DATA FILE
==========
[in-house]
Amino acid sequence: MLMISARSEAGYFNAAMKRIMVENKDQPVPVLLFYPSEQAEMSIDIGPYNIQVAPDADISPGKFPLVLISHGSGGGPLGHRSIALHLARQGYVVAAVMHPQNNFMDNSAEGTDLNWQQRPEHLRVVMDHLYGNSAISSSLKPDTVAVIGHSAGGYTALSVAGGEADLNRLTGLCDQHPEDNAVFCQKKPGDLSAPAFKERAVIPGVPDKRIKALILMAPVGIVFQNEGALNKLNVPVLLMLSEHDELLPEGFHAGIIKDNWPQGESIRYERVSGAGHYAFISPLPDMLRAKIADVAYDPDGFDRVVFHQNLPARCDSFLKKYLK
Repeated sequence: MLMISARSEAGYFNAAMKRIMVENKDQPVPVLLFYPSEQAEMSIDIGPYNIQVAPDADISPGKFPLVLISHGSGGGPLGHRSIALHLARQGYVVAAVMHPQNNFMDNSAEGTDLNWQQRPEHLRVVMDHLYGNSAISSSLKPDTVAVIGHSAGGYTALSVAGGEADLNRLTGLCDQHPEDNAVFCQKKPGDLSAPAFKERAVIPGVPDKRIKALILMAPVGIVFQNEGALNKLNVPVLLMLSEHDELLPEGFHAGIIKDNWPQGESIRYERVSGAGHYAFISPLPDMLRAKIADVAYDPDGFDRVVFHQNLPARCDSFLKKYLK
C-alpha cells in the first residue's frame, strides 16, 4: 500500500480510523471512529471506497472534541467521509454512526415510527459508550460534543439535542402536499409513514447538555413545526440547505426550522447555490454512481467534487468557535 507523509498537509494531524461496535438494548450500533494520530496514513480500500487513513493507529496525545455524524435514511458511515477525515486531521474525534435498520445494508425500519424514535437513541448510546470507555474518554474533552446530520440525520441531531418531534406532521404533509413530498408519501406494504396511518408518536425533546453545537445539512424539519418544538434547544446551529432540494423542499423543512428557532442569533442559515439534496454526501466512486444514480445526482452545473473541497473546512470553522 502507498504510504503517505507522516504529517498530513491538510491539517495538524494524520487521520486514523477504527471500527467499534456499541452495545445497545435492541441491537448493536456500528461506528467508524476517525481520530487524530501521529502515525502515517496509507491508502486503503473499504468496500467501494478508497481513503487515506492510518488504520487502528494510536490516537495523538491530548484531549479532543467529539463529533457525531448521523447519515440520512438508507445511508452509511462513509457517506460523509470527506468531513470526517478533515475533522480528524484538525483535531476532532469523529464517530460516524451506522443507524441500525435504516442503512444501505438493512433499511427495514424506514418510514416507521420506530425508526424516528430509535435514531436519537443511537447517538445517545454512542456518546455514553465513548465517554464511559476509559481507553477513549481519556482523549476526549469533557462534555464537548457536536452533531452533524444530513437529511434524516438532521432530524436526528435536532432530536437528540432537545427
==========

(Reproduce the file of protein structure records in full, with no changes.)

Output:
[in-house]
Amino acid sequence: MLMISARSEAGYFNAAMKRIMVENKDQPVPVLLFYPSEQAEMSIDIGPYNIQVAPDADISPGKFPLVLISHGSGGGPLGHRSIALHLARQGYVVAAVMHPQNNFMDNSAEGTDLNWQQRPEHLRVVMDHLYGNSAISSSLKPDTVAVIGHSAGGYTALSVAGGEADLNRLTGLCDQHPEDNAVFCQKKPGDLSAPAFKERAVIPGVPDKRIKALILMAPVGIVFQNEGALNKLNVPVLLMLSEHDELLPEGFHAGIIKDNWPQGESIRYERVSGAGHYAFISPLPDMLRAKIADVAYDPDGFDRVVFHQNLPARCDSFLKKYLK
Repeated sequence: MLMISARSEAGYFNAAMKRIMVENKDQPVPVLLFYPSEQAEMSIDIGPYNIQVAPDADISPGKFPLVLISHGSGGGPLGHRSIALHLARQGYVVAAVMHPQNNFMDNSAEGTDLNWQQRPEHLRVVMDHLYGNSAISSSLKPDTVAVIGHSAGGYTALSVAGGEADLNRLTGLCDQHPEDNAVFCQKKPGDLSAPAFKERAVIPGVPDKRIKALILMAPVGIVFQNEGALNKLNVPVLLMLSEHDELLPEGFHAGIIKDNWPQGESIRYERVSGAGHYAFISPLPDMLRAKIADVAYDPDGFDRVVFHQNLPARCDSFLKKYLK
C-alpha cells in the first residue's frame, strides 16, 4: 500500500480510523471512529471506497472534541467521509454512526415510527459508550460534543439535542402536499409513514447538555413545526440547505426550522447555490454512481467534487468557535 507523509498537509494531524461496535438494548450500533494520530496514513480500500487513513493507529496525545455524524435514511458511515477525515486531521474525534435498520445494508425500519424514535437513541448510546470507555474518554474533552446530520440525520441531531418531534406532521404533509413530498408519501406494504396511518408518536425533546453545537445539512424539519418544538434547544446551529432540494423542499423543512428557532442569533442559515439534496454526501466512486444514480445526482452545473473541497473546512470553522 502507498504510504503517505507522516504529517498530513491538510491539517495538524494524520487521520486514523477504527471500527467499534456499541452495545445497545435492541441491537448493536456500528461506528467508524476517525481520530487524530501521529502515525502515517496509507491508502486503503473499504468496500467501494478508497481513503487515506492510518488504520487502528494510536490516537495523538491530548484531549479532543467529539463529533457525531448521523447519515440520512438508507445511508452509511462513509457517506460523509470527506468531513470526517478533515475533522480528524484538525483535531476532532469523529464517530460516524451506522443507524441500525435504516442503512444501505438493512433499511427495514424506514418510514416507521420506530425508526424516528430509535435514531436519537443511537447517538445517545454512542456518546455514553465513548465517554464511559476509559481507553477513549481519556482523549476526549469533557462534555464537548457536536452533531452533524444530513437529511434524516438532521432530524436526528435536532432530536437528540432537545427